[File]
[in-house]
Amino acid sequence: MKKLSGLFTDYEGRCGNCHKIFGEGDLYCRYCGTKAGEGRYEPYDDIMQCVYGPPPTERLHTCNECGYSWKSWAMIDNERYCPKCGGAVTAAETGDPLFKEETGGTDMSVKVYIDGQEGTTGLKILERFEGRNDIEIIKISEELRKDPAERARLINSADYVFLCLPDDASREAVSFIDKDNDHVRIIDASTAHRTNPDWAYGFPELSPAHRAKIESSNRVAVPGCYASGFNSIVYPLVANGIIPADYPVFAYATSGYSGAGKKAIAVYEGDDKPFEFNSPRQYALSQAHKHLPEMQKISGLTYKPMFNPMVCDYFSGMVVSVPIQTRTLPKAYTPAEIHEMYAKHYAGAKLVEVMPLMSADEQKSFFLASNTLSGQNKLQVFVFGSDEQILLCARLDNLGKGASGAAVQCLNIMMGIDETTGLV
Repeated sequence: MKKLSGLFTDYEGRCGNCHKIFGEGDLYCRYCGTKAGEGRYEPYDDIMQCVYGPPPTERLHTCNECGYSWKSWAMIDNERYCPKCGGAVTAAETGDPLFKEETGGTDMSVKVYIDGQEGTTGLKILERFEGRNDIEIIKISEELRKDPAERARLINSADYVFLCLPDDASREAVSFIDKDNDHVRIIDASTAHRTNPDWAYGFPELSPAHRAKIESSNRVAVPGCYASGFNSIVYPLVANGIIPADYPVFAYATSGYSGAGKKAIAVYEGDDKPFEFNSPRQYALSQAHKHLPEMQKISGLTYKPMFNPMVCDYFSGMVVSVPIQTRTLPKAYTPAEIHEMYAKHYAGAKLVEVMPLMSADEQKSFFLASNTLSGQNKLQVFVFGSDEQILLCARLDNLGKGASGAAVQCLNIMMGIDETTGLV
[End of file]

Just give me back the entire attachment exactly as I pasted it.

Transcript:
[in-house]
Amino acid sequence: MKKLSGLFTDYEGRCGNCHKIFGEGDLYCRYCGTKAGEGRYEPYDDIMQCVYGPPPTERLHTCNECGYSWKSWAMIDNERYCPKCGGAVTAAETGDPLFKEETGGTDMSVKVYIDGQEGTTGLKILERFEGRNDIEIIKISEELRKDPAERARLINSADYVFLCLPDDASREAVSFIDKDNDHVRIIDASTAHRTNPDWAYGFPELSPAHRAKIESSNRVAVPGCYASGFNSIVYPLVANGIIPADYPVFAYATSGYSGAGKKAIAVYEGDDKPFEFNSPRQYALSQAHKHLPEMQKISGLTYKPMFNPMVCDYFSGMVVSVPIQTRTLPKAYTPAEIHEMYAKHYAGAKLVEVMPLMSADEQKSFFLASNTLSGQNKLQVFVFGSDEQILLCARLDNLGKGASGAAVQCLNIMMGIDETTGLV
Repeated sequence: MKKLSGLFTDYEGRCGNCHKIFGEGDLYCRYCGTKAGEGRYEPYDDIMQCVYGPPPTERLHTCNECGYSWKSWAMIDNERYCPKCGGAVTAAETGDPLFKEETGGTDMSVKVYIDGQEGTTGLKILERFEGRNDIEIIKISEELRKDPAERARLINSADYVFLCLPDDASREAVSFIDKDNDHVRIIDASTAHRTNPDWAYGFPELSPAHRAKIESSNRVAVPGCYASGFNSIVYPLVANGIIPADYPVFAYATSGYSGAGKKAIAVYEGDDKPFEFNSPRQYALSQAHKHLPEMQKISGLTYKPMFNPMVCDYFSGMVVSVPIQTRTLPKAYTPAEIHEMYAKHYAGAKLVEVMPLMSADEQKSFFLASNTLSGQNKLQVFVFGSDEQILLCARLDNLGKGASGAAVQCLNIMMGIDETTGLV